Big Canoe, Georgia
In the 1830s, Samuel Tate, the owner of a hotel on Federal Road, discovered marble on his property and began buying up the surrounding land through the land lottery. In 1850, Tate entered a partnership which opened a quarry near the present-day town of Tate.
By 1880, however, the Georgia marble industry was suffering. Fortunately, the construction of the Marietta and North Georgia Railway allowed the stone to reach new markets, and the Tate family founded the Georgia Marble Company in 1884 in response to growing business and newly interested investors. In 1905, Tate's grandson, Colonel Sam Tate, became president and general manager of the company, and oversaw a period of dramatic growth and profit.
Colonel Tate was responsible for bringing numerous improvements to the area, including Wolfscratch School. The school was established and operated in the building now housing the Big Canoe tennis pro shop, and two large chimneys standing next to the real estate office are all that is left of a house built in 1913 for the school's principal and teachers. As other educational alternatives became available, the school was eventually closed. The house with the two chimneys became the primary residence of Steve and Lucille Tate until it burned down in 1959.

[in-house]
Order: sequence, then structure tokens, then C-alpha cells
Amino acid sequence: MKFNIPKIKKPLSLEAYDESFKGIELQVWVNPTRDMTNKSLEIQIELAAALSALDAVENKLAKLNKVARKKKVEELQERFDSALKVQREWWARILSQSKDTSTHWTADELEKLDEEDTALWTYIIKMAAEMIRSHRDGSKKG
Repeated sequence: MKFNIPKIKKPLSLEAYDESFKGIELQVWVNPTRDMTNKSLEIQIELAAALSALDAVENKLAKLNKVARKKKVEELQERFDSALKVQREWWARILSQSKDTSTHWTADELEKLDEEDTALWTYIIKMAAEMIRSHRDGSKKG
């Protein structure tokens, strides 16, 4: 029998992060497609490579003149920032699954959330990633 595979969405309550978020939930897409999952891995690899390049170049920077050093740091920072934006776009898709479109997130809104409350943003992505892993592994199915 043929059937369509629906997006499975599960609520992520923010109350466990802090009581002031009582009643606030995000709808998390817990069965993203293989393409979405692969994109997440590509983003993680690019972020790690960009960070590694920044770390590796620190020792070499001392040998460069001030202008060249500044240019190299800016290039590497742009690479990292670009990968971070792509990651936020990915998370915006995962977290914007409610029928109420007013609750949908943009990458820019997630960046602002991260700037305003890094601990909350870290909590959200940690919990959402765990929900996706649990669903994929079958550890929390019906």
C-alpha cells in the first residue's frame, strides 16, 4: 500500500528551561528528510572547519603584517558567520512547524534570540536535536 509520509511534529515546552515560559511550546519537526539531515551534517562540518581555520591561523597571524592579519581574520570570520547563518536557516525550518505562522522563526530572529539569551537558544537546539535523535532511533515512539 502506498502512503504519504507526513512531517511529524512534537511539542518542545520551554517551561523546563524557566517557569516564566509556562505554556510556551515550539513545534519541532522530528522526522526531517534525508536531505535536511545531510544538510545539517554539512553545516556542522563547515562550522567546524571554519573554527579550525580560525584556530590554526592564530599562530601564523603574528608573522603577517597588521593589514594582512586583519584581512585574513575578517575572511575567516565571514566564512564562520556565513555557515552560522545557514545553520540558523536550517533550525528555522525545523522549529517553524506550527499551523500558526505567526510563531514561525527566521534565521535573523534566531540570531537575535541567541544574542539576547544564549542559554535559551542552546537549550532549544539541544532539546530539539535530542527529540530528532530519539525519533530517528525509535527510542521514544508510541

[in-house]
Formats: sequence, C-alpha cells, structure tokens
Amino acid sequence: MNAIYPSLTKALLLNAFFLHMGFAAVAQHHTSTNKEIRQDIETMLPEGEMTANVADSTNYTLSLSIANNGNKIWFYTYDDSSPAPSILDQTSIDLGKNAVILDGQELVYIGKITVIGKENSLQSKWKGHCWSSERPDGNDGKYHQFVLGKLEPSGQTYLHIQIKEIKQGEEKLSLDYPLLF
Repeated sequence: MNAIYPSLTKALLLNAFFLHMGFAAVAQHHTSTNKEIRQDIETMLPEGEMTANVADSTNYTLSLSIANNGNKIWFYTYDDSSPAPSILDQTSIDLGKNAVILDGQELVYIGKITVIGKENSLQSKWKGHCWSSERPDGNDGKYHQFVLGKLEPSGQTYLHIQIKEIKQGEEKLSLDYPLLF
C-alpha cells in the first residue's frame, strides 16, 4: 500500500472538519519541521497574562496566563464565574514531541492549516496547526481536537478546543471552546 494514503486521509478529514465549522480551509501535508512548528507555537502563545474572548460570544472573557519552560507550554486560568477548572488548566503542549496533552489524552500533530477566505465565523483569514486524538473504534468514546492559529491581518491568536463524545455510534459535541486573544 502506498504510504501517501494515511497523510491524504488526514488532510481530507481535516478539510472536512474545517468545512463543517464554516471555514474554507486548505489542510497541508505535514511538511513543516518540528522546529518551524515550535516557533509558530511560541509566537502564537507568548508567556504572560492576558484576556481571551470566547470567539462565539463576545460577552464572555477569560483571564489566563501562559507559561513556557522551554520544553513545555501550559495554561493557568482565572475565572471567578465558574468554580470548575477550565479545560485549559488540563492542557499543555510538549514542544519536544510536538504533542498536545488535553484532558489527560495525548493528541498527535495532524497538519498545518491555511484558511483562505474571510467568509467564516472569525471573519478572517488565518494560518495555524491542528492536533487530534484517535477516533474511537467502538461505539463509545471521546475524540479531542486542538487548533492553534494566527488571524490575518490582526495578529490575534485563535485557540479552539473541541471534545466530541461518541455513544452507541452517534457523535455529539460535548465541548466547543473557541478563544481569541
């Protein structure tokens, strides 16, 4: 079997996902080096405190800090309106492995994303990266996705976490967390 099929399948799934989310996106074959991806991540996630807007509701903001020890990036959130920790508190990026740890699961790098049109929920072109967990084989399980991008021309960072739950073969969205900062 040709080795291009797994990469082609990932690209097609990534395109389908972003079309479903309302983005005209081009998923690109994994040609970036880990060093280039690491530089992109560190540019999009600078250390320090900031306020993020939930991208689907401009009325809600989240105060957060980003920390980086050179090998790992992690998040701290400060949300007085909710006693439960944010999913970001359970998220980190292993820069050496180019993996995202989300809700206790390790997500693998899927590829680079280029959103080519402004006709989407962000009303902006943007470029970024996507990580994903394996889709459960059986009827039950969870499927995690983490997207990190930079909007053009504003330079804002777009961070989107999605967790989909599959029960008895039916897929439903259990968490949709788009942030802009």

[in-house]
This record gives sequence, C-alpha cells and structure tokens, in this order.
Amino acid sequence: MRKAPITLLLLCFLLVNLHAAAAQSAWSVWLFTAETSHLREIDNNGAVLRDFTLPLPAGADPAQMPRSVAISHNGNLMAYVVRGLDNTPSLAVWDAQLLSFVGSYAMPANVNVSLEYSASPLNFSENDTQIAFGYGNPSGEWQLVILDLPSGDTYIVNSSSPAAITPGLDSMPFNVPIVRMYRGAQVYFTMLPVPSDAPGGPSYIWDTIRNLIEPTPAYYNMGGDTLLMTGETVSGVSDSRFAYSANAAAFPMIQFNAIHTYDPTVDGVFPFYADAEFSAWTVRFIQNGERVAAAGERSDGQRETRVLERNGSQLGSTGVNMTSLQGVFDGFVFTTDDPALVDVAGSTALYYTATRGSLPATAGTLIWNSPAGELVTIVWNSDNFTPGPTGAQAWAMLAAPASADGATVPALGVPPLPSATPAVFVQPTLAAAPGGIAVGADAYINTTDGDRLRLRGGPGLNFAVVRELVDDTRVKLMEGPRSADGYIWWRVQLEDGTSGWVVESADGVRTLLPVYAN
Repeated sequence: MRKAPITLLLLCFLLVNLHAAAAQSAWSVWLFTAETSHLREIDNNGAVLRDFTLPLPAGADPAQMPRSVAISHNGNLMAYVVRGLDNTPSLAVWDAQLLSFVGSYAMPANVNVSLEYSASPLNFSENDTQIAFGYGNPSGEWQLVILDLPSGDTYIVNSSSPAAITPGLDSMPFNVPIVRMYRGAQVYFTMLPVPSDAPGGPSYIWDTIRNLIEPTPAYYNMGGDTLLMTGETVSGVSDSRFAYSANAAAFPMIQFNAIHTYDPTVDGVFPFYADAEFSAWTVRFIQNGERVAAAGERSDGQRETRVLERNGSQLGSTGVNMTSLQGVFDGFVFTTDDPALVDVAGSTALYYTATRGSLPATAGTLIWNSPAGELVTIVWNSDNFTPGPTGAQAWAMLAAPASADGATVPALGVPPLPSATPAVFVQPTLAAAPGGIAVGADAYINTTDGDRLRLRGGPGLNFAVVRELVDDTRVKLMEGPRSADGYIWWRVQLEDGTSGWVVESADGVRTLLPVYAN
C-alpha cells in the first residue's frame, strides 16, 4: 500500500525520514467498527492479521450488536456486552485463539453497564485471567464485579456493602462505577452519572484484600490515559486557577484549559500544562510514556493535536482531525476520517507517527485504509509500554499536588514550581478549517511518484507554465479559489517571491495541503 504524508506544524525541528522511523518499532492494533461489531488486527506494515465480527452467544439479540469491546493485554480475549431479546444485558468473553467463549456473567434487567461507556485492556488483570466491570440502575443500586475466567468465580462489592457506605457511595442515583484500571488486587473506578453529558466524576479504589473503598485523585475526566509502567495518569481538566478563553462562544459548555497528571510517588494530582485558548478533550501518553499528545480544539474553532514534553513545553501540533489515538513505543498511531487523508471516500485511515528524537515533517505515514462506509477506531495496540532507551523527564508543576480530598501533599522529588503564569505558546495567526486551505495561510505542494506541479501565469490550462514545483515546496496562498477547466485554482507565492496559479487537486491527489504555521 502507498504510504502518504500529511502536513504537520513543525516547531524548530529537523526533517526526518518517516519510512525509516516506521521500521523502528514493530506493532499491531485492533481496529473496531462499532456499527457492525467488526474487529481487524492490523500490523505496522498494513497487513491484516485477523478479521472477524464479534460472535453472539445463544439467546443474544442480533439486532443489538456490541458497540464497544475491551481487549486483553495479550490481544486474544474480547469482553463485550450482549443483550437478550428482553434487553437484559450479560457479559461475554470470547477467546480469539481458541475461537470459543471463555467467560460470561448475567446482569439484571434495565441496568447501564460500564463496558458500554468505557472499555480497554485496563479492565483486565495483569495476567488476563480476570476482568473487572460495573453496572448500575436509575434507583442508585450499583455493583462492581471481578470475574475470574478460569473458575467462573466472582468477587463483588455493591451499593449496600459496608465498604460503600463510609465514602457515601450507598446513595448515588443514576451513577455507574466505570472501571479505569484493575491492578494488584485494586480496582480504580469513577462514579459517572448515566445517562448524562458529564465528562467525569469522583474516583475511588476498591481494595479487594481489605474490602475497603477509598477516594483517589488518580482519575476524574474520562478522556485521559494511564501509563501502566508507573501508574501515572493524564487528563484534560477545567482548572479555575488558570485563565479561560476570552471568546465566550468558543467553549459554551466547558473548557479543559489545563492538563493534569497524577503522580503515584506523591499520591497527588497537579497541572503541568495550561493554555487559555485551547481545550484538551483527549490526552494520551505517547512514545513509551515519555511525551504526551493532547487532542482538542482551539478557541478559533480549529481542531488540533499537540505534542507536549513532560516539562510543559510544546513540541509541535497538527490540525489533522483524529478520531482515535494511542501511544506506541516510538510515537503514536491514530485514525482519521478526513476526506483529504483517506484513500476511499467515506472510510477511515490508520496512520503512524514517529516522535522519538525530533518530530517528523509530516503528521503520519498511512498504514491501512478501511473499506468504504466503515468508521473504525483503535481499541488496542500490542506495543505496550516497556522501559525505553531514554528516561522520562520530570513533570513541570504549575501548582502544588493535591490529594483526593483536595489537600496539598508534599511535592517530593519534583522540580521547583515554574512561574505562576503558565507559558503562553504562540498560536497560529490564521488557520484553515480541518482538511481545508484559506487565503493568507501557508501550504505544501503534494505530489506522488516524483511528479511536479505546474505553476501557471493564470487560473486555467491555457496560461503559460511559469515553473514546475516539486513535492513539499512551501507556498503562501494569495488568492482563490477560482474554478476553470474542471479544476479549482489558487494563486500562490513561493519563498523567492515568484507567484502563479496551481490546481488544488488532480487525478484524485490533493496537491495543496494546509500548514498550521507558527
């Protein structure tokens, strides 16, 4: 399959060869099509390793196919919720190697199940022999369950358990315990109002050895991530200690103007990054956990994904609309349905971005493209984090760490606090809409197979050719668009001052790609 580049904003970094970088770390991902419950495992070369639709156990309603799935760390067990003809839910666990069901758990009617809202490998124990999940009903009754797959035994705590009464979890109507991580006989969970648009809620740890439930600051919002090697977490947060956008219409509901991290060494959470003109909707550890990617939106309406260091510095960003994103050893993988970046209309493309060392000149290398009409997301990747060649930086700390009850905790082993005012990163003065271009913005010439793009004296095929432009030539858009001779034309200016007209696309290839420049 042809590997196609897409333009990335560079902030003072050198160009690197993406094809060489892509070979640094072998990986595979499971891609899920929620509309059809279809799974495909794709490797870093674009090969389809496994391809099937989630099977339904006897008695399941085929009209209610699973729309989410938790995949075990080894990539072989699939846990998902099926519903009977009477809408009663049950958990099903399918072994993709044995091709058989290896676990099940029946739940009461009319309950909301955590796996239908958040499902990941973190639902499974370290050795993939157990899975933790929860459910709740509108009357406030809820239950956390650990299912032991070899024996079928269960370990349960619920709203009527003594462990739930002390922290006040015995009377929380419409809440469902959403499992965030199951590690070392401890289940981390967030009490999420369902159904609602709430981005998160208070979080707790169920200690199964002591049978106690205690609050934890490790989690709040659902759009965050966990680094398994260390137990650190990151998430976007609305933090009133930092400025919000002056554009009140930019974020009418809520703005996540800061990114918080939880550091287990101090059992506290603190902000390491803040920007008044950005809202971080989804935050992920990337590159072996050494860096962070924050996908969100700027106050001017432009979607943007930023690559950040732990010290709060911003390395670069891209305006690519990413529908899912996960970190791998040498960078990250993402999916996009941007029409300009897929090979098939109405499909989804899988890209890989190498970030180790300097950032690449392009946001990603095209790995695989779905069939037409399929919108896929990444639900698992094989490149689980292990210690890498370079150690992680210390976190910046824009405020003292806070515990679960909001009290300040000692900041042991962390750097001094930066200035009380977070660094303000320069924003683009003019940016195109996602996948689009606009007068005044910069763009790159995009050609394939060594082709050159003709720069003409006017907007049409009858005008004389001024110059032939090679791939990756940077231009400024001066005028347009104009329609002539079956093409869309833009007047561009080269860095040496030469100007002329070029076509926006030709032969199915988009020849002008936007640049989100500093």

Following the death of Steve Tate, the Wolfscratch property was sold. It lay unused for a number of years, until Cousins Properties in Atlanta and the Sea Pines Corporation of Hilton Head partnered to create the community of Big Canoe in 1972.
Fifteen years later, in 1987, the Byrne Corporation assumed responsibility for developing and marketing the community, until 1997, when it merged with Greenwood Development Corporation as Big Canoe Company, LLC.
The community is quite large, covering over 8,000 acres (32 km²) in both Dawson and Pickens counties. It includes 3 man-made lakes, Petit, Sconti, and Disharoon. Lake Petit, the largest, supplies the community's drinking water.
Nearly one-third of the total property has been set aside as wildlife areas and parks.
- http://www.bigcanoe.com/lifestyle-history.aspx "Big Canoe History"
- http://www.georgiaencyclopedia.org/nge/Article.jsp?id=h-1168 "New Georgia Encyclopedia: Marble"
- http://www.dltravis.com/index.php?option=com_content&view=article&id=74&Itemid=61 "About Big Canoe"
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